Afghanistan: Bringing health to rural communities using mobile technology

Nasima, the local health worker [black dress] beside Nafas Gul; she used her mobile to save Nafas Gul and her baby's life.  Photo: ©2013 Narges Ghafary/World Vision

Nasima, the local health worker [black dress] beside Nafas Gul; she used her mobile to save Nafas Gul and her baby’s life.
Photo: ©2013 Narges Ghafary/World Vision

Contributed by Narges Ghafary, World Vision Afghanistan

In Herat, Afghanistan, most mothers still prefer to deliver their babies at home. Women feel uncomfortable receiving care from men at health facilities (educated female medical professionals are scarce). Additionally, health facilities are difficult to reach during the winter season.

However, most families are not able to recognize complications or emergencies during pregnancy and early labor, and typically they are unprepared for timely transportation to a skilled birth attendant when help is needed.

World Vision is helping to protect women and their unborn babies through a project called Better Health for Afghan Mothers and Children, funded by USAID. Through this project, local health workers are trained and equipped with mobile health technology, called mHealth, which allows community health workers and midwives the ability to provide routine care for pregnant women and newborn babies in their community and, as needed, communicate directly with a 24-hour on-call senior midwife and or obstetrician at the Maternity unit of Herat Regional Hospital. Through mHealth, they are able to initiate referrals and follow-up. Through the system, they are also able to send pictures and data to the obstetricians and senior midwives to allow for informed technical advice.

Simple technology, saving lives
Nafas Gul, 27, gave birth to her first baby four years ago. Nafas Gul was only seven months pregnant when she went into labor and gave birth at home, with just the help of a traditional birth attendant. Without specialized care, her baby died after just three days.

“When I lost my first baby, I got so sad and thought I never will be able to become a mother,” she remembers.

The following year, her sister was pregnant. Unlike Nafas Gul, her sister received regular visits throughout her pregnancy from Nasima, the community health worker, and she delivered her baby at the health clinic. Her baby survived. Says Nafas Gul, “At that time, I promised myself [that] if I got pregnant, I would consult with a community health worker and go to [the] hospital for delivery.”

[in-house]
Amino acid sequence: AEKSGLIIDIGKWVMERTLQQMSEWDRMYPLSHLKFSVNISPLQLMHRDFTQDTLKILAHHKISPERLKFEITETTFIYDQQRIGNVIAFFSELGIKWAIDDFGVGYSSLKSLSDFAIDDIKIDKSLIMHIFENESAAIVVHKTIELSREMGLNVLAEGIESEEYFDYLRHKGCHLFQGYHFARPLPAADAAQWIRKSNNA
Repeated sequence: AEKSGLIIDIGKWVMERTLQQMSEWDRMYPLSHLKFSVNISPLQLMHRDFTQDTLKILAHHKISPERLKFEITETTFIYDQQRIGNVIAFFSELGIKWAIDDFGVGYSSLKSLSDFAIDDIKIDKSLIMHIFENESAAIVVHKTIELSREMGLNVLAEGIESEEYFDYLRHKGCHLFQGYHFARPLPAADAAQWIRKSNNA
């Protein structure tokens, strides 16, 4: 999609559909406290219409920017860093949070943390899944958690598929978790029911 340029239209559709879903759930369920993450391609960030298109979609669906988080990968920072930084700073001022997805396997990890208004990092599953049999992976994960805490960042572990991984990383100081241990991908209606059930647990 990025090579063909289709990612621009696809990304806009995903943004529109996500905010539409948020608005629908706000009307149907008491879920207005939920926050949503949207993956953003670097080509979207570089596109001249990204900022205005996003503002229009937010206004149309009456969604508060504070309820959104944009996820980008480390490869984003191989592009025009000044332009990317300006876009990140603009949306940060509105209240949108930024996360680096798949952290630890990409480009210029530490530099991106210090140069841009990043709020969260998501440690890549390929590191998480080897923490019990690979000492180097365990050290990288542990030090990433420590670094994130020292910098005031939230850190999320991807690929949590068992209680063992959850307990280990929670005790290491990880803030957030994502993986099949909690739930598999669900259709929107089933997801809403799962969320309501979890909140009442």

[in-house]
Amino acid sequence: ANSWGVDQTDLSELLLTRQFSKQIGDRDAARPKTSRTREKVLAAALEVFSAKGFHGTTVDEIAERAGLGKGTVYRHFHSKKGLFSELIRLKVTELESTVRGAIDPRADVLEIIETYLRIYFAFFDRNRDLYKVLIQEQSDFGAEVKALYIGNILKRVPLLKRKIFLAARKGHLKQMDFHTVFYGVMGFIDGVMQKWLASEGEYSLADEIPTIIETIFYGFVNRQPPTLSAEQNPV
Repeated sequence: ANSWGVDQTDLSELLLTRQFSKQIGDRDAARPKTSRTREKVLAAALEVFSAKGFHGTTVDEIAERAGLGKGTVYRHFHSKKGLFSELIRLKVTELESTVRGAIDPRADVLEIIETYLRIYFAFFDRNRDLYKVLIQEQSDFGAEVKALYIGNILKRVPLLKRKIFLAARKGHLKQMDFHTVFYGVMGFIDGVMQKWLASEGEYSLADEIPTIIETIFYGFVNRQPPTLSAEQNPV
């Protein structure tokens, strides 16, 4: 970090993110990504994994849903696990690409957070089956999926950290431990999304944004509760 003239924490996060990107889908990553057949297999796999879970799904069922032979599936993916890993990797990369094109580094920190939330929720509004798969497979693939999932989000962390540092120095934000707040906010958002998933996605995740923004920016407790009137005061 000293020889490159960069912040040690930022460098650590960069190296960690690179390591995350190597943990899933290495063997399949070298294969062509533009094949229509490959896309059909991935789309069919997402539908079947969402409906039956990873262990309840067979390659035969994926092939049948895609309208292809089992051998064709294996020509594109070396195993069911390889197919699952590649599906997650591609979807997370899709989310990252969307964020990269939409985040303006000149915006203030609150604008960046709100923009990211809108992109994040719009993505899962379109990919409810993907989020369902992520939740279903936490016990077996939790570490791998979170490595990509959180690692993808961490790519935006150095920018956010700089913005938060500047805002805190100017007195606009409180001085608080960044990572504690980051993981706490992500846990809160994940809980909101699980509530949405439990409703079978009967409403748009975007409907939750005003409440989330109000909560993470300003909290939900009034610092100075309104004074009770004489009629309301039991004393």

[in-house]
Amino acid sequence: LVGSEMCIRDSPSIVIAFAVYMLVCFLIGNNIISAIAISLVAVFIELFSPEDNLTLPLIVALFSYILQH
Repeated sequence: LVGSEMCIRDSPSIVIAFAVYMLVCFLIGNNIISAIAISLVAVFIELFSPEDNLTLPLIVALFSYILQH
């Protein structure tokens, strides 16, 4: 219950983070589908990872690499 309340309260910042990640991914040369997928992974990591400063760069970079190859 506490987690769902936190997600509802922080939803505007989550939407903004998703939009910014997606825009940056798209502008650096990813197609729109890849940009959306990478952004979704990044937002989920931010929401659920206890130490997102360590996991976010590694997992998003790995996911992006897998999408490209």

Nafas Gul was faithful to her promise. “As soon as I understood that I was pregnant [again], I went to Nasima’s home with my mother-in-law,” she remembers. Nasima offered her basic advice and a delivery kit, while encouraging Nafas Gul to go to the clinic deliver her baby.

Once again, Nafas Gul’s pregnancy progressed well until month seven. Nasima visited Nafas Gul at home for a visit and upon examination, determined that her belly was bigger than a normal size.

“When I examined her belly, I understood that it is bigger than a normal size,” remembers Nasima. “I referred to my mobile device. I found that in this case the patient should be referred to the hospital.”

Nafas Gul was referred to the hospital where it was discovered that she had a build-up of amniotic fluid. The doctors monitored her condition for one week and then released her to return to the village. “When I came back to the village, the community health worker visited me more than in the past and all my family took care of me,” remembers Nafas Gul. “When my premature labor pains started, Nasima came with me to the hospital.”

Nafas Gul with her baby Rezaee. Photo: ©2013 Narges Ghafary/World Vision

Nafas Gul with her baby Rezaee.
Photo: ©2013 Narges Ghafary/World Vision

Nafas Gul gave birth prematurely to Rezaee, who weighted less than 2 pounds. The baby was kept in an incubator and received special care.

Eight days later both Nafas Gul and her baby are still at the hospital. “I feel good and every day I feed the baby with my milk,” says Nafas Gul. “The midwife who works in the neonatal [unit] is very kind. She taught me the kangaroo method to keep my baby warm and how to [properly] feed her.”

Tragedy Avoided
Nafas Gul is very grateful. She credits Nasima and the mHealth system for saving her little girl. “I think if Nasima and the mHealth system were not in our village and if the neonatal assistance did not exist in the hospital, my baby would not be alive,” she says.

Last year the pilot mhealth program was able to make 150 consultations with senior midwives, helping to save the lives of many more babies.

Note: Strong Women, Strong World’s commitment to this project was fulfilled in July 2013. Through your support, the Midwifery Extension Project at Herat Maternity Hospital in Afghanistan helped to reduce maternal and infant death by training 24 midwives at Herat Maternity Hospital, who provide improved care for expectant mothers—especially those with difficult deliveries.

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